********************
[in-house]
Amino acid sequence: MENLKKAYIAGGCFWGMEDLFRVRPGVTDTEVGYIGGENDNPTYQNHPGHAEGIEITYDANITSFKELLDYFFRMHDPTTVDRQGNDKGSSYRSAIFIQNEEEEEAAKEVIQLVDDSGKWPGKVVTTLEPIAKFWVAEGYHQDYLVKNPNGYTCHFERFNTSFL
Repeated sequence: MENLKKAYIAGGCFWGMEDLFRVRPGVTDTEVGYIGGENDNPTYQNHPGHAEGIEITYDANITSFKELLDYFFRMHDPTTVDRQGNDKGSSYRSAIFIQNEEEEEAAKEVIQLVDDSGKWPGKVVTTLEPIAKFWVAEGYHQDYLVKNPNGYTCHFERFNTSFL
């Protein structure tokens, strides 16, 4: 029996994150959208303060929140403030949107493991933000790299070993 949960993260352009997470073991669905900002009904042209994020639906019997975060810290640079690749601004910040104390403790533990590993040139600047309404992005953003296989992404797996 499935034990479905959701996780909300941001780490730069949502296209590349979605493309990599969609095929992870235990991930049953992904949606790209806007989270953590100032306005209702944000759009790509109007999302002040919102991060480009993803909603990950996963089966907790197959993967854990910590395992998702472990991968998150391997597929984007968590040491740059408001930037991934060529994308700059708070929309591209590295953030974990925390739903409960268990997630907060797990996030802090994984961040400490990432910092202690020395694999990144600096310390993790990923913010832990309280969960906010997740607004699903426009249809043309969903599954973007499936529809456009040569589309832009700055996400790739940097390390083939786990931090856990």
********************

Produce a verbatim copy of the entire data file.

[in-house]
Amino acid sequence: MENLKKAYIAGGCFWGMEDLFRVRPGVTDTEVGYIGGENDNPTYQNHPGHAEGIEITYDANITSFKELLDYFFRMHDPTTVDRQGNDKGSSYRSAIFIQNEEEEEAAKEVIQLVDDSGKWPGKVVTTLEPIAKFWVAEGYHQDYLVKNPNGYTCHFERFNTSFL
Repeated sequence: MENLKKAYIAGGCFWGMEDLFRVRPGVTDTEVGYIGGENDNPTYQNHPGHAEGIEITYDANITSFKELLDYFFRMHDPTTVDRQGNDKGSSYRSAIFIQNEEEEEAAKEVIQLVDDSGKWPGKVVTTLEPIAKFWVAEGYHQDYLVKNPNGYTCHFERFNTSFL
């Protein structure tokens, strides 16, 4: 029996994150959208303060929140403030949107493991933000790299070993 949960993260352009997470073991669905900002009904042209994020639906019997975060810290640079690749601004910040104390403790533990590993040139600047309404992005953003296989992404797996 499935034990479905959701996780909300941001780490730069949502296209590349979605493309990599969609095929992870235990991930049953992904949606790209806007989270953590100032306005209702944000759009790509109007999302002040919102991060480009993803909603990950996963089966907790197959993967854990910590395992998702472990991968998150391997597929984007968590040491740059408001930037991934060529994308700059708070929309591209590295953030974990925390739903409960268990997630907060797990996030802090994984961040400490990432910092202690020395694999990144600096310390993790990923913010832990309280969960906010997740607004699903426009249809043309969903599954973007499936529809456009040569589309832009700055996400790739940097390390083939786990931090856990």